Improved Electrical Transmission Systems In Arkansas Costing Millions

by Luke Jones  on Monday, Aug. 19, 2013 12:00 am  

“If you ask them, they refuse,” he said. “They do not take a position in the market.”

But it makes sense, Sugg said — utilities can become competitors, and the operators are simply protecting their knowledge base. So AECC has sought out authorities that can help in a situation that’s largely unique. This has included both business consultants and other utilities.

For example, Sugg said some AECC workers will soon visit Dairyland Power Cooperative in Wisconsin, which joined MISO in 2010.

“We’ll spend a day with them and talk about how their MISO integration went and what their successes and failures were, and some things to watch out for in the market,” Sugg said.

Overall, Sugg said, he’s found that utilities both countrywide and in Arkansas

have been surprisingly open about the process.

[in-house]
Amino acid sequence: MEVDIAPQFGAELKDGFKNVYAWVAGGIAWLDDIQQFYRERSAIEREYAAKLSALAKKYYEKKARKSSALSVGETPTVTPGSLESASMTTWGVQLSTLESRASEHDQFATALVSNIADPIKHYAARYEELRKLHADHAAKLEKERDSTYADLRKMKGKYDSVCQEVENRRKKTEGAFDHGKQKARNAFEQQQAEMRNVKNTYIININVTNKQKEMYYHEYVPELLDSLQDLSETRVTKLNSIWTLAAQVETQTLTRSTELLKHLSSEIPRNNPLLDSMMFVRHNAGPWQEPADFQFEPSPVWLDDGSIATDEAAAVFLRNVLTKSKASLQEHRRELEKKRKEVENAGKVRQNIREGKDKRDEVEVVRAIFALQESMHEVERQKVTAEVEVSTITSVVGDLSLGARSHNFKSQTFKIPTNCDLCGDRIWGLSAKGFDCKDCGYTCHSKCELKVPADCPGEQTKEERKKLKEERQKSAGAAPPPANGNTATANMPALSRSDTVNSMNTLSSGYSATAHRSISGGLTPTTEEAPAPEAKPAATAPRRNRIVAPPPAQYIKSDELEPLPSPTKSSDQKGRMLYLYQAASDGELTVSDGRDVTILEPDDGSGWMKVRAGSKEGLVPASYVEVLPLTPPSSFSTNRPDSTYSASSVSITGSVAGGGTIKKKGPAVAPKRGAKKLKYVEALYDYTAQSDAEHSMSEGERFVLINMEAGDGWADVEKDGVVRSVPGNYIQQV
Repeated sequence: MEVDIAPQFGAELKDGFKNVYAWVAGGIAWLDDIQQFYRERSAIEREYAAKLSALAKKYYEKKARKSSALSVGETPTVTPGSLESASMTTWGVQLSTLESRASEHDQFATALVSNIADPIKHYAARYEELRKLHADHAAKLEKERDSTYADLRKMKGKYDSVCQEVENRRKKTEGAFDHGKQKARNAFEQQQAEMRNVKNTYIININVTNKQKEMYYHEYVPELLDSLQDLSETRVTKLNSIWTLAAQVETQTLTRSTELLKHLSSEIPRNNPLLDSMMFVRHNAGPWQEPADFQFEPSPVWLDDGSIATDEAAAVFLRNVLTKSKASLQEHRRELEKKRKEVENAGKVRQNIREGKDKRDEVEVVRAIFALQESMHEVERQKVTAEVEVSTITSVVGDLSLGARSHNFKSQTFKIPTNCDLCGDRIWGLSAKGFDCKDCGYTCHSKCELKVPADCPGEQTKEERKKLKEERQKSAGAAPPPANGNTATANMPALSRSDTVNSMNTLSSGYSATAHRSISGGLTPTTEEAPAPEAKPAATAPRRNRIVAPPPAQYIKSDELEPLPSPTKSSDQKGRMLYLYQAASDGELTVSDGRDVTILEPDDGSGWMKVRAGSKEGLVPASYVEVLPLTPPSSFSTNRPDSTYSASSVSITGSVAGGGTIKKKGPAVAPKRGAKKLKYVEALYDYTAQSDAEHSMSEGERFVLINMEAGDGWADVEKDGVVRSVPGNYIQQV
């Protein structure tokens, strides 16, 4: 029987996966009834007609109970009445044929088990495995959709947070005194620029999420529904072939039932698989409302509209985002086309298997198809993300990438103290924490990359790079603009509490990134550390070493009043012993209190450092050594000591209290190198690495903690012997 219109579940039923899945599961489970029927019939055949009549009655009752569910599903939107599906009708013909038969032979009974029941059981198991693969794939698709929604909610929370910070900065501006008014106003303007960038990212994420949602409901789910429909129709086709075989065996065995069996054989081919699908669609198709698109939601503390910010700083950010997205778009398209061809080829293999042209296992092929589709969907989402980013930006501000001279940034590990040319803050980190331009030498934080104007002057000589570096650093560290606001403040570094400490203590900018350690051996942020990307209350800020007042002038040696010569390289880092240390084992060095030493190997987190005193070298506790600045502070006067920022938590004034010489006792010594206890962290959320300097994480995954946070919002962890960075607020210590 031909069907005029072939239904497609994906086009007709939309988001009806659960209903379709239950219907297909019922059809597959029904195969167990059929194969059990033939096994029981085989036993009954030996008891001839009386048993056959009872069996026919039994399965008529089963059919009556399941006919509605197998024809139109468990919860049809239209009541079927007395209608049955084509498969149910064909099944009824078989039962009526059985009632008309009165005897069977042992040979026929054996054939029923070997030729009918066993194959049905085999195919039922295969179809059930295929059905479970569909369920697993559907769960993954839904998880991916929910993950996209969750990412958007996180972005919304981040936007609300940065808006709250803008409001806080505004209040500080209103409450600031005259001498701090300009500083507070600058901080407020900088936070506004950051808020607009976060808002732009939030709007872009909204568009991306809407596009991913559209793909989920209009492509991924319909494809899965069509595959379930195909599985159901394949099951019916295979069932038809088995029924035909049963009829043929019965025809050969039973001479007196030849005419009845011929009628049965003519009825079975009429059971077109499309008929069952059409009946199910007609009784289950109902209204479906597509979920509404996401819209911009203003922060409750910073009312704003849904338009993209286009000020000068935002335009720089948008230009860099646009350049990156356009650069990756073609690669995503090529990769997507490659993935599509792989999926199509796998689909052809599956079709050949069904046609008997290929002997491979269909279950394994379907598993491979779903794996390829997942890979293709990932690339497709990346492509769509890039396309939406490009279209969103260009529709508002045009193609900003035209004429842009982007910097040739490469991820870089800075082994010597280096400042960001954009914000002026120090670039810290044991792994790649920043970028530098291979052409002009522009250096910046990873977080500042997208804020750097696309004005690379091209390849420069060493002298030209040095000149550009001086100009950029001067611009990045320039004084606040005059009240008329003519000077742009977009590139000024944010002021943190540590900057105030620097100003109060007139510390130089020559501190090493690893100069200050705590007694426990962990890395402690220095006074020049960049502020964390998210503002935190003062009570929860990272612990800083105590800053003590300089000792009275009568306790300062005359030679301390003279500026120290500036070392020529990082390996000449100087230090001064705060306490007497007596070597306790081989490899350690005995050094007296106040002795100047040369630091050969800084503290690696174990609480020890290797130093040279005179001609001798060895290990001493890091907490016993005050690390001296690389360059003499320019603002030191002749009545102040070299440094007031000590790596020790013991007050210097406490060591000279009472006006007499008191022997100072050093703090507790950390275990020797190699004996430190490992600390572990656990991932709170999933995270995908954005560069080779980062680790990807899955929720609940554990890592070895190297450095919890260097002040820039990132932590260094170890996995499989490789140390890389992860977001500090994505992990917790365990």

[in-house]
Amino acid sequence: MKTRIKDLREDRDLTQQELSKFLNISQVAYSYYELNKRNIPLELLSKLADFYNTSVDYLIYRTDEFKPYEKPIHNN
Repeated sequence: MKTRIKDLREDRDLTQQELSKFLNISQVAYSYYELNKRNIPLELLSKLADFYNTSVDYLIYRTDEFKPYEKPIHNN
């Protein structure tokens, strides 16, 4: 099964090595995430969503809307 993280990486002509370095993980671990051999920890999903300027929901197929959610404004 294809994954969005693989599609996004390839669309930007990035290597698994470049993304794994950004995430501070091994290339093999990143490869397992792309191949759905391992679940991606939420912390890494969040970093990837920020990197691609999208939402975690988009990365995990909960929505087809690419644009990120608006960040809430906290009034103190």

“Westar, for instance, invited us out and spent time with our settlement people and discussed pros and cons,” he said, speaking of an energy company in Topeka, Kan.

“We’ve met with Entergy for market prep.”

Rob Roedel, manager of corporate communications for AECC, noted that a recent directors’ conference included a panel with officials from Entergy, MISO and AECC.

“That shows a new form of openness I’ve not seen before,” he said.

“It’s a common goal,” Sugg said. “That tends to draw people together. It’s been great working with these other companies and sharing information. It’s extremely helpful.”

But in the end, will these millions of dollars spent on integration actually benefit ratepayers?

 

 

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